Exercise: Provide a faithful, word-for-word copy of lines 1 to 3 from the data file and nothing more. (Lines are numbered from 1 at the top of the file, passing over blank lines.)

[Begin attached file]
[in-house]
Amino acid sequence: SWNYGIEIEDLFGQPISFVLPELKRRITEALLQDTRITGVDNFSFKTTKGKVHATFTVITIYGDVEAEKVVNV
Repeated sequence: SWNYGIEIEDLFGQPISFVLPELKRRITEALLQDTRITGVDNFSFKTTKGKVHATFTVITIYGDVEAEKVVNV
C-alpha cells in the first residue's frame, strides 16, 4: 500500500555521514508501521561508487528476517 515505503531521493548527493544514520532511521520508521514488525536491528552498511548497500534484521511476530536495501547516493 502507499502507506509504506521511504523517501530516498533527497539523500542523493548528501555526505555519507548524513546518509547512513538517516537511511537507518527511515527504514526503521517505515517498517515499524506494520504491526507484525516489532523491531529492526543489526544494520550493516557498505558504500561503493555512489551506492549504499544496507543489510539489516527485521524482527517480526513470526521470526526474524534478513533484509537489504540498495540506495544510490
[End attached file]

[in-house]
Amino acid sequence: SWNYGIEIEDLFGQPISFVLPELKRRITEALLQDTRITGVDNFSFKTTKGKVHATFTVITIYGDVEAEKVVNV
Repeated sequence: SWNYGIEIEDLFGQPISFVLPELKRRITEALLQDTRITGVDNFSFKTTKGKVHATFTVITIYGDVEAEKVVNV